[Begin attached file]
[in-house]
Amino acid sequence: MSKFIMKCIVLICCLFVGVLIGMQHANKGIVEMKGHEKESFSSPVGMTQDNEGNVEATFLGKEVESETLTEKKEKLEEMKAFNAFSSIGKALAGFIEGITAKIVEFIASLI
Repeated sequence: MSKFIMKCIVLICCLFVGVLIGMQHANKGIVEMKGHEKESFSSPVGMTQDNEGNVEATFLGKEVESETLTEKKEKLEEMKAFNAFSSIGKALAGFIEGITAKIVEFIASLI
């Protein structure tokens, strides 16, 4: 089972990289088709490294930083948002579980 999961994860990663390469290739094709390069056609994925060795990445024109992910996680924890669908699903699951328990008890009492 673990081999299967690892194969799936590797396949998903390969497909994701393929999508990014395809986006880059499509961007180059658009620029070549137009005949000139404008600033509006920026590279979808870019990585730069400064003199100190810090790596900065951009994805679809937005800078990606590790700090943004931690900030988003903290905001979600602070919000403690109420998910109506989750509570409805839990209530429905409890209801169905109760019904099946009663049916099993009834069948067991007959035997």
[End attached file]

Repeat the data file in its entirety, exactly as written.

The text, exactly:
[in-house]
Amino acid sequence: MSKFIMKCIVLICCLFVGVLIGMQHANKGIVEMKGHEKESFSSPVGMTQDNEGNVEATFLGKEVESETLTEKKEKLEEMKAFNAFSSIGKALAGFIEGITAKIVEFIASLI
Repeated sequence: MSKFIMKCIVLICCLFVGVLIGMQHANKGIVEMKGHEKESFSSPVGMTQDNEGNVEATFLGKEVESETLTEKKEKLEEMKAFNAFSSIGKALAGFIEGITAKIVEFIASLI
């Protein structure tokens, strides 16, 4: 089972990289088709490294930083948002579980 999961994860990663390469290739094709390069056609994925060795990445024109992910996680924890669908699903699951328990008890009492 673990081999299967690892194969799936590797396949998903390969497909994701393929999508990014395809986006880059499509961007180059658009620029070549137009005949000139404008600033509006920026590279979808870019990585730069400064003199100190810090790596900065951009994805679809937005800078990606590790700090943004931690900030988003903290905001979600602070919000403690109420998910109506989750509570409805839990209530429905409890209801169905109760019904099946009663049916099993009834069948067991007959035997």